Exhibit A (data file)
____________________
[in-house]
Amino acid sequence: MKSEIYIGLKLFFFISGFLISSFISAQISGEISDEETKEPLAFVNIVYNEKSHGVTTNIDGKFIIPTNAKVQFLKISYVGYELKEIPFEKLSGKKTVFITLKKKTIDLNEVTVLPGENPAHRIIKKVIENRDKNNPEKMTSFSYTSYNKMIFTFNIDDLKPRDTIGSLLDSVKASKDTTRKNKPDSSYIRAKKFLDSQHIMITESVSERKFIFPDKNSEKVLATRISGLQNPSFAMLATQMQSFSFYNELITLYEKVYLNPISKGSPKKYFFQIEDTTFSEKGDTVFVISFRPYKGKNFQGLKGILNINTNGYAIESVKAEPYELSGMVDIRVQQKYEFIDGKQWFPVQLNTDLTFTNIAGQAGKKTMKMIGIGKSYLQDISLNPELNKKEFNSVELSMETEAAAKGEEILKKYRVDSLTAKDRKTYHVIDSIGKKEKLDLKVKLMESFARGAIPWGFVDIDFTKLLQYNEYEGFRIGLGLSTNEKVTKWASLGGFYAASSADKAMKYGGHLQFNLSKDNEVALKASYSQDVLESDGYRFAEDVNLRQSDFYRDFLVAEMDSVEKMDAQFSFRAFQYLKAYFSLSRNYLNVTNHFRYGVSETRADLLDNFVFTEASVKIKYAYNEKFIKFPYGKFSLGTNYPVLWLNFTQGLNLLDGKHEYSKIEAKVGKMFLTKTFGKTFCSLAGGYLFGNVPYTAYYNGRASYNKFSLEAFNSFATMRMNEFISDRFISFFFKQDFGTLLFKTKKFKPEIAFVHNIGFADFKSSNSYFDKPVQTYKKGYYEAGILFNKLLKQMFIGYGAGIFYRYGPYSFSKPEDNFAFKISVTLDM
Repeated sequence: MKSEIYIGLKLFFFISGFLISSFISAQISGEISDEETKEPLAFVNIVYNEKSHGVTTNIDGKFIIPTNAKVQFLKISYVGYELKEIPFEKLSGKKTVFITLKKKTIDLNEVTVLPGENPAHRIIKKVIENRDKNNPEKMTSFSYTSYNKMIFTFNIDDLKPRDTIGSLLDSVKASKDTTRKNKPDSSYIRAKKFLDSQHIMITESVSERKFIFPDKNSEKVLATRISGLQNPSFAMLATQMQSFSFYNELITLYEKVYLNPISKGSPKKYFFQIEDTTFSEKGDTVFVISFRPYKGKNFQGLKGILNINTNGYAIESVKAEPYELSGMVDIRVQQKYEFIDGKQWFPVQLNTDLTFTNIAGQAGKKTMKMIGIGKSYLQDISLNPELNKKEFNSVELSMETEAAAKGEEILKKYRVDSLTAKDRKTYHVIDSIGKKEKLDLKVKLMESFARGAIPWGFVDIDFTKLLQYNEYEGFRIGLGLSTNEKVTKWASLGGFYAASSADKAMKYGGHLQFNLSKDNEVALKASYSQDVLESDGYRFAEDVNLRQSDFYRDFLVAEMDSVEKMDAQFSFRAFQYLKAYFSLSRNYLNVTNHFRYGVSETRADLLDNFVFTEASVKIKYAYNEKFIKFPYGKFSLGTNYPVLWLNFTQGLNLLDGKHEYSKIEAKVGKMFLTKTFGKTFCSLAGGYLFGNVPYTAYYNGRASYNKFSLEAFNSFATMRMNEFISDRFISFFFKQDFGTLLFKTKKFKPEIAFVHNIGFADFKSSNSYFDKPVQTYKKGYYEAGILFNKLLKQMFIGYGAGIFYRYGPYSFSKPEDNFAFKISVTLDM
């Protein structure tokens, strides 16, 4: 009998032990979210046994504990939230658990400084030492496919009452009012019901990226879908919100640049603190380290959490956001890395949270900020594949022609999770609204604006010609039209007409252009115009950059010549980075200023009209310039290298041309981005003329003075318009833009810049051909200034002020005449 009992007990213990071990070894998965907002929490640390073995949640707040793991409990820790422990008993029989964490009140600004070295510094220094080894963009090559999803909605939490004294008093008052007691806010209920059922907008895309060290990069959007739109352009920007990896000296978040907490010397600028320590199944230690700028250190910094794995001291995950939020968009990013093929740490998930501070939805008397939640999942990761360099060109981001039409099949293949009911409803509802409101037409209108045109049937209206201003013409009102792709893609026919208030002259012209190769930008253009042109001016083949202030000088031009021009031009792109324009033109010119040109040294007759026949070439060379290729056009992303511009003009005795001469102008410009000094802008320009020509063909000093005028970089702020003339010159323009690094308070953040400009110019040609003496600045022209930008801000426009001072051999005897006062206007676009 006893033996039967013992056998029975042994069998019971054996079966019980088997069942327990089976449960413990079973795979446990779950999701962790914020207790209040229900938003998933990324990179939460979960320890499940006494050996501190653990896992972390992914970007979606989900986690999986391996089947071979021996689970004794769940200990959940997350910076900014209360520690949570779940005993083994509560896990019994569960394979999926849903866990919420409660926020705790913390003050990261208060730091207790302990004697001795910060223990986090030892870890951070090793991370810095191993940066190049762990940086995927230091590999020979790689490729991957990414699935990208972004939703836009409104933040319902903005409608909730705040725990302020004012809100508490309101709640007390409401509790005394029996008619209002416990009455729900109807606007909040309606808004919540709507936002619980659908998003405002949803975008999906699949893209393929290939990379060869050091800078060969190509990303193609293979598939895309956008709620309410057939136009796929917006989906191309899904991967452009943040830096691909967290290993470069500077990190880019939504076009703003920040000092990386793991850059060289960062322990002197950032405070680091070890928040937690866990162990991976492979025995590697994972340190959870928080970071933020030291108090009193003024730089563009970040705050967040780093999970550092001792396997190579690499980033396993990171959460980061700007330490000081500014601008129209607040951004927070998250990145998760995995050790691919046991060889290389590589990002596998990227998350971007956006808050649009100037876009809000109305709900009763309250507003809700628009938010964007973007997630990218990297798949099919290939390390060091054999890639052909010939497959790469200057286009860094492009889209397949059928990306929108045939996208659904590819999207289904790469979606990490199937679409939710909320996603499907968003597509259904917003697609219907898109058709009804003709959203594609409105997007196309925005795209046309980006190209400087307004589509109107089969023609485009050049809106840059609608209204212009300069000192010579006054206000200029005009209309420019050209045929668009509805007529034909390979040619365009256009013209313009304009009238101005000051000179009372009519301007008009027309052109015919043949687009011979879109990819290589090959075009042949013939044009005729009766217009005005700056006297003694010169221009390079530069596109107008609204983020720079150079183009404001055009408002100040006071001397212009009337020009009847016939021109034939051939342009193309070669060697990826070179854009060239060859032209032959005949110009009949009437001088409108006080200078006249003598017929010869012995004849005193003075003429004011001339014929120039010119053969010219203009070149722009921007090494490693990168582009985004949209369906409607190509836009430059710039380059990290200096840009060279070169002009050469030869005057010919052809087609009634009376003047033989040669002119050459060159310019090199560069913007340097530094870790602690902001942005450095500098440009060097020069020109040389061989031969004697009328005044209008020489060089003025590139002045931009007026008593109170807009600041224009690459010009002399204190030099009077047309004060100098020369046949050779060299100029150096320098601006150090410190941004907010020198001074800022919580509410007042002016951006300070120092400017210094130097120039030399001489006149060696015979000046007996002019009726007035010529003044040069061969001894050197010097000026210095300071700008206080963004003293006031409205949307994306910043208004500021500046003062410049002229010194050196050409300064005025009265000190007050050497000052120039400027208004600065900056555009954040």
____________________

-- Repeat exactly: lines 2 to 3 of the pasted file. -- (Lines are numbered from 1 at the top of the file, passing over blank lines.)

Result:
Amino acid sequence: MKSEIYIGLKLFFFISGFLISSFISAQISGEISDEETKEPLAFVNIVYNEKSHGVTTNIDGKFIIPTNAKVQFLKISYVGYELKEIPFEKLSGKKTVFITLKKKTIDLNEVTVLPGENPAHRIIKKVIENRDKNNPEKMTSFSYTSYNKMIFTFNIDDLKPRDTIGSLLDSVKASKDTTRKNKPDSSYIRAKKFLDSQHIMITESVSERKFIFPDKNSEKVLATRISGLQNPSFAMLATQMQSFSFYNELITLYEKVYLNPISKGSPKKYFFQIEDTTFSEKGDTVFVISFRPYKGKNFQGLKGILNINTNGYAIESVKAEPYELSGMVDIRVQQKYEFIDGKQWFPVQLNTDLTFTNIAGQAGKKTMKMIGIGKSYLQDISLNPELNKKEFNSVELSMETEAAAKGEEILKKYRVDSLTAKDRKTYHVIDSIGKKEKLDLKVKLMESFARGAIPWGFVDIDFTKLLQYNEYEGFRIGLGLSTNEKVTKWASLGGFYAASSADKAMKYGGHLQFNLSKDNEVALKASYSQDVLESDGYRFAEDVNLRQSDFYRDFLVAEMDSVEKMDAQFSFRAFQYLKAYFSLSRNYLNVTNHFRYGVSETRADLLDNFVFTEASVKIKYAYNEKFIKFPYGKFSLGTNYPVLWLNFTQGLNLLDGKHEYSKIEAKVGKMFLTKTFGKTFCSLAGGYLFGNVPYTAYYNGRASYNKFSLEAFNSFATMRMNEFISDRFISFFFKQDFGTLLFKTKKFKPEIAFVHNIGFADFKSSNSYFDKPVQTYKKGYYEAGILFNKLLKQMFIGYGAGIFYRYGPYSFSKPEDNFAFKISVTLDM
Repeated sequence: MKSEIYIGLKLFFFISGFLISSFISAQISGEISDEETKEPLAFVNIVYNEKSHGVTTNIDGKFIIPTNAKVQFLKISYVGYELKEIPFEKLSGKKTVFITLKKKTIDLNEVTVLPGENPAHRIIKKVIENRDKNNPEKMTSFSYTSYNKMIFTFNIDDLKPRDTIGSLLDSVKASKDTTRKNKPDSSYIRAKKFLDSQHIMITESVSERKFIFPDKNSEKVLATRISGLQNPSFAMLATQMQSFSFYNELITLYEKVYLNPISKGSPKKYFFQIEDTTFSEKGDTVFVISFRPYKGKNFQGLKGILNINTNGYAIESVKAEPYELSGMVDIRVQQKYEFIDGKQWFPVQLNTDLTFTNIAGQAGKKTMKMIGIGKSYLQDISLNPELNKKEFNSVELSMETEAAAKGEEILKKYRVDSLTAKDRKTYHVIDSIGKKEKLDLKVKLMESFARGAIPWGFVDIDFTKLLQYNEYEGFRIGLGLSTNEKVTKWASLGGFYAASSADKAMKYGGHLQFNLSKDNEVALKASYSQDVLESDGYRFAEDVNLRQSDFYRDFLVAEMDSVEKMDAQFSFRAFQYLKAYFSLSRNYLNVTNHFRYGVSETRADLLDNFVFTEASVKIKYAYNEKFIKFPYGKFSLGTNYPVLWLNFTQGLNLLDGKHEYSKIEAKVGKMFLTKTFGKTFCSLAGGYLFGNVPYTAYYNGRASYNKFSLEAFNSFATMRMNEFISDRFISFFFKQDFGTLLFKTKKFKPEIAFVHNIGFADFKSSNSYFDKPVQTYKKGYYEAGILFNKLLKQMFIGYGAGIFYRYGPYSFSKPEDNFAFKISVTLDM